A good monk, blessed readers, should know his canon law.
Canon law? This is the law of the Church as opposed to civil law (specifically, the law of the king in my eleventh-century world). Canons, or rules, have been laid down for centuries by ecclesiastical councils, the first of which was the Council of Nicaea in 325, and since then numerous collections of canon laws have been compiled. Well, makes a change from stamp collecting.
Today I'm going to relate a few highlights from the personal canon law collection of Wulfstan, archbishop of York between 1002 and 1016. The manuscripts which preserve this collection actually have annotations and additions written in Wulfstan's own handwriting. Well I never! Since as an archbishop he would have had numerous aides, including a magister scriptorii (master of the scriptorium) and a few lowly scribes thrown in for good measure, his personal attention to this collection shows it was something close to his heart. But, then, Wulfstan was fond of a good law, even being directly involved with the writing of civil laws for kings Æthelred (of un-readiness fame) and Cnut. He was nothing if not authoritative.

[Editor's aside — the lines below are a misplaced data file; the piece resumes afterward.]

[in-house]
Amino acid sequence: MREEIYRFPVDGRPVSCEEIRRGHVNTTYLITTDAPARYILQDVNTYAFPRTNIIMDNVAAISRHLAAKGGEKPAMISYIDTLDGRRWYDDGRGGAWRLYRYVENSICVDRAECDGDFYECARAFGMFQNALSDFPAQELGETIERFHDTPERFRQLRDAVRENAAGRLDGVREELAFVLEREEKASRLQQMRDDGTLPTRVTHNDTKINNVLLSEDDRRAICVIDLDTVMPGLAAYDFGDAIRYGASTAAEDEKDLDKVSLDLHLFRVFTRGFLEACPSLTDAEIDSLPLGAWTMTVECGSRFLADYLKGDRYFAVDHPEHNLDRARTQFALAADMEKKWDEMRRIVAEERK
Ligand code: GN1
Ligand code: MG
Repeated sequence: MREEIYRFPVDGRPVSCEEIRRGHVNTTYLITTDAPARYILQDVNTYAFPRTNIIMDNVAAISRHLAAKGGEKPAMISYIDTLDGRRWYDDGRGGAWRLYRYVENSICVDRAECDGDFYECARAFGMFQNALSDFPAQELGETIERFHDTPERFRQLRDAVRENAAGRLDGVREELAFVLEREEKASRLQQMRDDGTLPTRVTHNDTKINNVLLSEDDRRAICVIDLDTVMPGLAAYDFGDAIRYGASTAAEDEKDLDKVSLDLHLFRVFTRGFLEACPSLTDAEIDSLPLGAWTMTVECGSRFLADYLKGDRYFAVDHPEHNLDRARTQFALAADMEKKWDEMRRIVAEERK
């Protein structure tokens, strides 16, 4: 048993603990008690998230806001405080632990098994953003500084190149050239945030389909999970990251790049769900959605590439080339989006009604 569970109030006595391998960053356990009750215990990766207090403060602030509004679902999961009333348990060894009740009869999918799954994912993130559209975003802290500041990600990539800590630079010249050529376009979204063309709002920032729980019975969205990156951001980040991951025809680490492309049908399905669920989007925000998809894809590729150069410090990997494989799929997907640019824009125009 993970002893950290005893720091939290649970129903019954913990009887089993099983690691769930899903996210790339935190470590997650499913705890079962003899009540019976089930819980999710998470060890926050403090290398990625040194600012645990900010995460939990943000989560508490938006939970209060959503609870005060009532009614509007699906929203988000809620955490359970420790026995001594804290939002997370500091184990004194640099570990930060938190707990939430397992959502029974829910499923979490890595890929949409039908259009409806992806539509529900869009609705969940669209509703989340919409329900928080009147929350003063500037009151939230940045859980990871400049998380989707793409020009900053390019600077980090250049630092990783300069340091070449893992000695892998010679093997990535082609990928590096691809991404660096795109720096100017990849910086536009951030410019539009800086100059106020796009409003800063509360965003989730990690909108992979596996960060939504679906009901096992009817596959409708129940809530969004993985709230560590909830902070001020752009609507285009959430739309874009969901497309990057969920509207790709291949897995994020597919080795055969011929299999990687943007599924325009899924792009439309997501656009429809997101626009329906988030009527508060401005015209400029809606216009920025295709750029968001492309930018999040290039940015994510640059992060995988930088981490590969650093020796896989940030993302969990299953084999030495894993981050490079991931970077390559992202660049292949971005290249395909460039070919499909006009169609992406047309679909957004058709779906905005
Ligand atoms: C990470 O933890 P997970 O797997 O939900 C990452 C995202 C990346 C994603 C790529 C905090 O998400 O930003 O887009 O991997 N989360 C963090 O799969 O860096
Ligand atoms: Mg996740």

Now, beloved, I'm not simply writing all this for my own amusement, but rather because your interests are always at the centre of my world, plain as it is, and therefore I thought you would all benefit from knowing about one or two things that none of us should be getting up to according to Wulfstan's canon laws. Of course, it should come as no surprise that some of these canons are of the you shall not do kind. Well, that is what ecclesiasts are there for, to keep you on the straight and narrow. But there are some you shall do canons, too, as you will see, though it has to be admitted that these mostly amount to a bit of positive spin.